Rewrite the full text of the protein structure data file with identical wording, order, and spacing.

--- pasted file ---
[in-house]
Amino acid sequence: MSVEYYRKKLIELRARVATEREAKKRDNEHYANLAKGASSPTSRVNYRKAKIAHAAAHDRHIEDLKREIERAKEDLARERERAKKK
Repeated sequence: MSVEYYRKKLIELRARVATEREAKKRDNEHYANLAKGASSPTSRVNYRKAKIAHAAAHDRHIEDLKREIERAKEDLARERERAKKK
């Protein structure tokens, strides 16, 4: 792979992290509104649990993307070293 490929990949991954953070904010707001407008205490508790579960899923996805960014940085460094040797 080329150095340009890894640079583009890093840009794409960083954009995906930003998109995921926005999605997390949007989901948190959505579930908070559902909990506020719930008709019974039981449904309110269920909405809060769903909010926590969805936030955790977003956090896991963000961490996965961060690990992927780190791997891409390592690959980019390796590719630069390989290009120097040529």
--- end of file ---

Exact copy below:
[in-house]
Amino acid sequence: MSVEYYRKKLIELRARVATEREAKKRDNEHYANLAKGASSPTSRVNYRKAKIAHAAAHDRHIEDLKREIERAKEDLARERERAKKK
Repeated sequence: MSVEYYRKKLIELRARVATEREAKKRDNEHYANLAKGASSPTSRVNYRKAKIAHAAAHDRHIEDLKREIERAKEDLARERERAKKK
């Protein structure tokens, strides 16, 4: 792979992290509104649990993307070293 490929990949991954953070904010707001407008205490508790579960899923996805960014940085460094040797 080329150095340009890894640079583009890093840009794409960083954009995906930003998109995921926005999605997390949007989901948190959505579930908070559902909990506020719930008709019974039981449904309110269920909405809060769903909010926590969805936030955790977003956090896991963000961490996965961060690990992927780190791997891409390592690959980019390796590719630069390989290009120097040529």